Fall 2021

js security

Many operations are not allowed from JavaScript in a client browser. For example,

same-origin , part 1

JavaScript in one window can't look or modify anything in another window that's visiting a different server.

 +- window 1 ----------------------------+
 |         |
 |   <script src=/scripts/stuff.js>      |
 |   <script src=> |
    This window's server is
    The JavaScript in both stuff.js and magic.js
    can only interact with documents from
    In particular, neither of these scripts can look
    at cookies or alter forms from's 'window 2' below.

 +- window 2 ----------------------+
 |     |  
 |                                 |

If, say, magic.js could interact with window 2's document, then it could for example change the amzon window's <form post=URL> to any URL it wanted - then when you went to buy some books, you could be sending your credit card information somewhere else entirely.

same-origin , part 2

Scripts that make HTTP requests for more data (i.e. AJAX) can only access the server that the document is from.

 +- window 1 ----------------------------------------+
 |                     |
 |   <script src=/scripts/ajax.js>                   |
 |     ... can talk to  |
 |   <script src=>             |
 |     ... can *not* talk to   |
    This document is from
    Any additional HTTP requests from JavaScript running
    in this window can only be directed to

Even though the ajax2.js file is from, it cannot use AJAX techniques to make an HTTP request back to, because the document is from - a different origin.

Since HTTP requests not only get information but can also send information, this keeps scripts from spying on you by sending information to sites other than the one that you're explicitly visiting.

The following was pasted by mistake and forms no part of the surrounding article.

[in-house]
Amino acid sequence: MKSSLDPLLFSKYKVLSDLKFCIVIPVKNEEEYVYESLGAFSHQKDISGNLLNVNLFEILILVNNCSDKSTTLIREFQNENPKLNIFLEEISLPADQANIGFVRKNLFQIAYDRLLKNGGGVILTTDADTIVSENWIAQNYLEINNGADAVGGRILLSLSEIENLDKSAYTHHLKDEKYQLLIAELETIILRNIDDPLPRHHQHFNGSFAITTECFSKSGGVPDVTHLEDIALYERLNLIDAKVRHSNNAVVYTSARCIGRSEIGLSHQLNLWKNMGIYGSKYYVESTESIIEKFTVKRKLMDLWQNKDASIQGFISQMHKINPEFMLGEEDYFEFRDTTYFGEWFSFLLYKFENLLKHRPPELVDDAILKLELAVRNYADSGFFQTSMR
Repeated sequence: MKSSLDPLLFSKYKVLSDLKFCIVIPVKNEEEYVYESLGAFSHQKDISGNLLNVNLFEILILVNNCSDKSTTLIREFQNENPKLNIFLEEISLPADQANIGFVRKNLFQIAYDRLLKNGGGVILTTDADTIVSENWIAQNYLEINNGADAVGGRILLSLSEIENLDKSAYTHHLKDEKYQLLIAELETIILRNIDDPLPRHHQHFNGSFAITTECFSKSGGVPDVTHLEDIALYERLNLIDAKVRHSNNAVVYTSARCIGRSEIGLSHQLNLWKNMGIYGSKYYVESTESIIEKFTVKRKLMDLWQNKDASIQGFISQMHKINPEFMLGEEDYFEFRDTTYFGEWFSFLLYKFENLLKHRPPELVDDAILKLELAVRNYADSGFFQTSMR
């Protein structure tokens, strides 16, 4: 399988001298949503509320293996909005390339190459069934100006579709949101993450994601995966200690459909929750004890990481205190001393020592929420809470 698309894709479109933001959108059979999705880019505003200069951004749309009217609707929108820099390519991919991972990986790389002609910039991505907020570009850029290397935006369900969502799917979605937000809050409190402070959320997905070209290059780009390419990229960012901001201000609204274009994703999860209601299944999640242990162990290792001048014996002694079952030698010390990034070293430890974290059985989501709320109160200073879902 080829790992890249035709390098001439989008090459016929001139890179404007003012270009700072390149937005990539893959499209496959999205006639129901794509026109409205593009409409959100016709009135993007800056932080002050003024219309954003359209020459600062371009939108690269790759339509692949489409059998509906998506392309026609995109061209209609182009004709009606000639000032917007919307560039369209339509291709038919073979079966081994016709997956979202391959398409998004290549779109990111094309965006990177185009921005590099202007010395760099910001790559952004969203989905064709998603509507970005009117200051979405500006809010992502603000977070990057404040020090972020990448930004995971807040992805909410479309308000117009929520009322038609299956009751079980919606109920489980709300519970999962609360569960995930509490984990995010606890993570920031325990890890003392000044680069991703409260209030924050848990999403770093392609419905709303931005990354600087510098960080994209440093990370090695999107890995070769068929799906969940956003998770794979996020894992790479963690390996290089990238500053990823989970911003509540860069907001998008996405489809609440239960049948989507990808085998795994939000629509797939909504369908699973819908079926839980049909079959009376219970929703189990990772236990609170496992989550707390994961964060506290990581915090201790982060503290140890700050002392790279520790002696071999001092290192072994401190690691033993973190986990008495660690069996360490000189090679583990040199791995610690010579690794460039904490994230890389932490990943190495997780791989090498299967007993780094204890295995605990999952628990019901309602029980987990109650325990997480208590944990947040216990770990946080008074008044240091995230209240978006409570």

This restriction can be circumvented by explicitly changing document.domain, for example if a page at wanted to have its JavaScript fetch data from

JavaScript security vs HTML security

Be clear that the restrictions above apply to what the JavaScript program can do, not what tags in the HTML can do.

Image tags, for example, can make an HTTP request from anywhere. This is commonly used for purposes other than just images, such as counters or tracking; such things are often called 'webbugs'.

Likewise, you can put any URL you want in a 'script' tag, which will load and run the JavaScript from that URL ... which may in turn create other 'script' tags in the document which may load other scripts. Those scripts can do whatever they want to your web page - with your implicit permission; you referenced 'em - so make sure that you trust them.

Cross-site scripting attacks

To be secure, you must make sure that anything entered by the user isn't 'leaking out' somewhere unexpected. You do this by checking to see that they input what you want, and only what you want.

For example, if you ask them for their name in a form, and then use javascript to stick it into a webpage, so

user: Jim

turns into

<p>Hi Jim</p>

they might instead type

user: Eve<script src=''></script>

which if just stuck into your page would load their JavaScript ... which could do anything it wanted to your page.

For another example, see When Trinity Hacked the IRS D-Base at the Hacker Challenges page at /courses /fall2021 /internet /notes /js_security
last modified Wed September 1 2021 2:56 pm